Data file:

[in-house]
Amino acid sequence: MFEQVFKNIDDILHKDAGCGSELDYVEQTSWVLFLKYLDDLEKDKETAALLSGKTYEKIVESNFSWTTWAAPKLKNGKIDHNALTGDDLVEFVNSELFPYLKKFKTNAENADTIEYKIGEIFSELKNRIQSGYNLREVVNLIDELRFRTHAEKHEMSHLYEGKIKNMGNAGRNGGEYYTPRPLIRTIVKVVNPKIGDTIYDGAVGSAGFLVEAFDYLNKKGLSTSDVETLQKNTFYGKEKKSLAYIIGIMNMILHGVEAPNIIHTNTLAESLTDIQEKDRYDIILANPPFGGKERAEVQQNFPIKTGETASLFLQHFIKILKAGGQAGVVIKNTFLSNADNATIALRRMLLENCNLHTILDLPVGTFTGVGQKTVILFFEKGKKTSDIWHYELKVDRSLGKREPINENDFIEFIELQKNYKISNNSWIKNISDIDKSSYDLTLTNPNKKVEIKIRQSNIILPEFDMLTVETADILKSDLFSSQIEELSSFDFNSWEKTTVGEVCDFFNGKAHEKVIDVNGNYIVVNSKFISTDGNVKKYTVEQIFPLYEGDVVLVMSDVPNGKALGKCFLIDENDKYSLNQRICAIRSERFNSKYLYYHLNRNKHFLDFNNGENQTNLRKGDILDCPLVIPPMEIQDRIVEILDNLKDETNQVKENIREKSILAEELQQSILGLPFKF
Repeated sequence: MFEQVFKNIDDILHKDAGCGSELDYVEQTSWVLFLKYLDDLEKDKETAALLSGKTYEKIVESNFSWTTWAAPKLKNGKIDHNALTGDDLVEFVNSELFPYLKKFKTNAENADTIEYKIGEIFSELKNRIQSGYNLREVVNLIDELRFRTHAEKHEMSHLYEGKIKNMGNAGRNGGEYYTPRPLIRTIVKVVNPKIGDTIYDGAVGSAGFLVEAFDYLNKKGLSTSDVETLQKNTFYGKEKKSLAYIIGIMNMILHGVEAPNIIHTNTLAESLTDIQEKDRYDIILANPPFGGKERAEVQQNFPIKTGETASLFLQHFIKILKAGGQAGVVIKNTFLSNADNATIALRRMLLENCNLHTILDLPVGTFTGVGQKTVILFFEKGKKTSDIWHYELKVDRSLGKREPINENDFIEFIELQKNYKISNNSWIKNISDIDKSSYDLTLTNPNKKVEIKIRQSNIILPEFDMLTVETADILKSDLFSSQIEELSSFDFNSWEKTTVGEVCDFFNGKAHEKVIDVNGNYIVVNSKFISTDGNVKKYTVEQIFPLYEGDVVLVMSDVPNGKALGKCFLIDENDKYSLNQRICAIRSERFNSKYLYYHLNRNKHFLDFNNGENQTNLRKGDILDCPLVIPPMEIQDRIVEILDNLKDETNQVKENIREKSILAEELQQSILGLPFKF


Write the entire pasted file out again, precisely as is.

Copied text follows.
[in-house]
Amino acid sequence: MFEQVFKNIDDILHKDAGCGSELDYVEQTSWVLFLKYLDDLEKDKETAALLSGKTYEKIVESNFSWTTWAAPKLKNGKIDHNALTGDDLVEFVNSELFPYLKKFKTNAENADTIEYKIGEIFSELKNRIQSGYNLREVVNLIDELRFRTHAEKHEMSHLYEGKIKNMGNAGRNGGEYYTPRPLIRTIVKVVNPKIGDTIYDGAVGSAGFLVEAFDYLNKKGLSTSDVETLQKNTFYGKEKKSLAYIIGIMNMILHGVEAPNIIHTNTLAESLTDIQEKDRYDIILANPPFGGKERAEVQQNFPIKTGETASLFLQHFIKILKAGGQAGVVIKNTFLSNADNATIALRRMLLENCNLHTILDLPVGTFTGVGQKTVILFFEKGKKTSDIWHYELKVDRSLGKREPINENDFIEFIELQKNYKISNNSWIKNISDIDKSSYDLTLTNPNKKVEIKIRQSNIILPEFDMLTVETADILKSDLFSSQIEELSSFDFNSWEKTTVGEVCDFFNGKAHEKVIDVNGNYIVVNSKFISTDGNVKKYTVEQIFPLYEGDVVLVMSDVPNGKALGKCFLIDENDKYSLNQRICAIRSERFNSKYLYYHLNRNKHFLDFNNGENQTNLRKGDILDCPLVIPPMEIQDRIVEILDNLKDETNQVKENIREKSILAEELQQSILGLPFKF
Repeated sequence: MFEQVFKNIDDILHKDAGCGSELDYVEQTSWVLFLKYLDDLEKDKETAALLSGKTYEKIVESNFSWTTWAAPKLKNGKIDHNALTGDDLVEFVNSELFPYLKKFKTNAENADTIEYKIGEIFSELKNRIQSGYNLREVVNLIDELRFRTHAEKHEMSHLYEGKIKNMGNAGRNGGEYYTPRPLIRTIVKVVNPKIGDTIYDGAVGSAGFLVEAFDYLNKKGLSTSDVETLQKNTFYGKEKKSLAYIIGIMNMILHGVEAPNIIHTNTLAESLTDIQEKDRYDIILANPPFGGKERAEVQQNFPIKTGETASLFLQHFIKILKAGGQAGVVIKNTFLSNADNATIALRRMLLENCNLHTILDLPVGTFTGVGQKTVILFFEKGKKTSDIWHYELKVDRSLGKREPINENDFIEFIELQKNYKISNNSWIKNISDIDKSSYDLTLTNPNKKVEIKIRQSNIILPEFDMLTVETADILKSDLFSSQIEELSSFDFNSWEKTTVGEVCDFFNGKAHEKVIDVNGNYIVVNSKFISTDGNVKKYTVEQIFPLYEGDVVLVMSDVPNGKALGKCFLIDENDKYSLNQRICAIRSERFNSKYLYYHLNRNKHFLDFNNGENQTNLRKGDILDCPLVIPPMEIQDRIVEILDNLKDETNQVKENIREKSILAEELQQSILGLPFKF